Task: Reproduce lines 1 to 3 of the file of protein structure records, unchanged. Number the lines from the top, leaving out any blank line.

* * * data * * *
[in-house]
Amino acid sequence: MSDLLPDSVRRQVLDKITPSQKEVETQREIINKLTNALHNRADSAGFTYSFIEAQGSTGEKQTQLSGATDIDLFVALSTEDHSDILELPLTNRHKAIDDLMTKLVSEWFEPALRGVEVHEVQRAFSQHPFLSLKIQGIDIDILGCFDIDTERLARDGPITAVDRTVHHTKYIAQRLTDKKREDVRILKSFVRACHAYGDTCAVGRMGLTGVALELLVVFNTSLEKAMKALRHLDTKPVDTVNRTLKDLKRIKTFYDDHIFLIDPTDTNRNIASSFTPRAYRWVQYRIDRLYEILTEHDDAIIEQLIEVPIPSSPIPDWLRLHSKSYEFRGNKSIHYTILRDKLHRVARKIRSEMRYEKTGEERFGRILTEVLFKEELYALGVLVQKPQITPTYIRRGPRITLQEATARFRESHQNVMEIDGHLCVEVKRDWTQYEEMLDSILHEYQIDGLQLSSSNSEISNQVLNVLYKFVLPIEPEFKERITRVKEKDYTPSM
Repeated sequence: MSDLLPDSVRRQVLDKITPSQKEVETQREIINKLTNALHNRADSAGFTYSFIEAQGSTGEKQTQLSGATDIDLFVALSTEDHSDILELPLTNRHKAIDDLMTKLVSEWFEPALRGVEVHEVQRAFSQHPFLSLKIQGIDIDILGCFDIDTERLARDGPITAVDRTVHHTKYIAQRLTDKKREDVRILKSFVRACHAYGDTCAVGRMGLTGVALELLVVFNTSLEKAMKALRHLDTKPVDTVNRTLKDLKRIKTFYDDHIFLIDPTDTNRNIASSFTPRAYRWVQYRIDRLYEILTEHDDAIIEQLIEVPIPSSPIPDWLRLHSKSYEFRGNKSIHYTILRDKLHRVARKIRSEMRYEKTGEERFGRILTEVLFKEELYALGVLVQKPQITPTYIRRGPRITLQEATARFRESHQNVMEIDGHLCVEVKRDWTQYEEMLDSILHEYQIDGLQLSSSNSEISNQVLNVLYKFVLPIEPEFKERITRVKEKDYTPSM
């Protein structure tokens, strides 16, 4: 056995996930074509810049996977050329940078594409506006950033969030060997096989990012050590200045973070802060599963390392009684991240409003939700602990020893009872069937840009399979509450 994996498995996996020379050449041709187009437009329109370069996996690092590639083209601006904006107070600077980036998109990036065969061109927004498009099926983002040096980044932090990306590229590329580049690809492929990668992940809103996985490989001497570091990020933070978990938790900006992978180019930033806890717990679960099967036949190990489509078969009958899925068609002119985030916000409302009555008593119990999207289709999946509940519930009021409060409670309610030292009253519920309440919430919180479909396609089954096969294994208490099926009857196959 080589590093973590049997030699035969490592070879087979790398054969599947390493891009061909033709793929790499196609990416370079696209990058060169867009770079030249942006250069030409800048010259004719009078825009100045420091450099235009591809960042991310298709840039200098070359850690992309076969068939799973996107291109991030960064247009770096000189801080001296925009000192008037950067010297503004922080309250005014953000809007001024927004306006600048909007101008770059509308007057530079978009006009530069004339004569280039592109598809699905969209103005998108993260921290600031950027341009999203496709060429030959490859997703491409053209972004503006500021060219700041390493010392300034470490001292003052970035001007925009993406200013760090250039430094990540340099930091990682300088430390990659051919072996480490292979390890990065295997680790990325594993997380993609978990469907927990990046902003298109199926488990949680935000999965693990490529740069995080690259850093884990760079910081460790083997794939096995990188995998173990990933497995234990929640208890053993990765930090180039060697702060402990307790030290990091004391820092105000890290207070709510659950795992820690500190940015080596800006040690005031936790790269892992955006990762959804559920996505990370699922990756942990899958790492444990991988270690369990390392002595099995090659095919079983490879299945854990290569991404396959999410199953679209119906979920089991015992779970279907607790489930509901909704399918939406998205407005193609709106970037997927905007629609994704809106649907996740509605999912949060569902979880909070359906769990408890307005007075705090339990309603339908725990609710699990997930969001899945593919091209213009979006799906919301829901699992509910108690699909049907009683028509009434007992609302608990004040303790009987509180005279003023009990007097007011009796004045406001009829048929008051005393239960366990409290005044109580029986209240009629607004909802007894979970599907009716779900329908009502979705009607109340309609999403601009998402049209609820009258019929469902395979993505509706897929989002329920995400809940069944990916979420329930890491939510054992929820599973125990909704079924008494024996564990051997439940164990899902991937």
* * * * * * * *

[in-house]
Amino acid sequence: MSDLLPDSVRRQVLDKITPSQKEVETQREIINKLTNALHNRADSAGFTYSFIEAQGSTGEKQTQLSGATDIDLFVALSTEDHSDILELPLTNRHKAIDDLMTKLVSEWFEPALRGVEVHEVQRAFSQHPFLSLKIQGIDIDILGCFDIDTERLARDGPITAVDRTVHHTKYIAQRLTDKKREDVRILKSFVRACHAYGDTCAVGRMGLTGVALELLVVFNTSLEKAMKALRHLDTKPVDTVNRTLKDLKRIKTFYDDHIFLIDPTDTNRNIASSFTPRAYRWVQYRIDRLYEILTEHDDAIIEQLIEVPIPSSPIPDWLRLHSKSYEFRGNKSIHYTILRDKLHRVARKIRSEMRYEKTGEERFGRILTEVLFKEELYALGVLVQKPQITPTYIRRGPRITLQEATARFRESHQNVMEIDGHLCVEVKRDWTQYEEMLDSILHEYQIDGLQLSSSNSEISNQVLNVLYKFVLPIEPEFKERITRVKEKDYTPSM
Repeated sequence: MSDLLPDSVRRQVLDKITPSQKEVETQREIINKLTNALHNRADSAGFTYSFIEAQGSTGEKQTQLSGATDIDLFVALSTEDHSDILELPLTNRHKAIDDLMTKLVSEWFEPALRGVEVHEVQRAFSQHPFLSLKIQGIDIDILGCFDIDTERLARDGPITAVDRTVHHTKYIAQRLTDKKREDVRILKSFVRACHAYGDTCAVGRMGLTGVALELLVVFNTSLEKAMKALRHLDTKPVDTVNRTLKDLKRIKTFYDDHIFLIDPTDTNRNIASSFTPRAYRWVQYRIDRLYEILTEHDDAIIEQLIEVPIPSSPIPDWLRLHSKSYEFRGNKSIHYTILRDKLHRVARKIRSEMRYEKTGEERFGRILTEVLFKEELYALGVLVQKPQITPTYIRRGPRITLQEATARFRESHQNVMEIDGHLCVEVKRDWTQYEEMLDSILHEYQIDGLQLSSSNSEISNQVLNVLYKFVLPIEPEFKERITRVKEKDYTPSM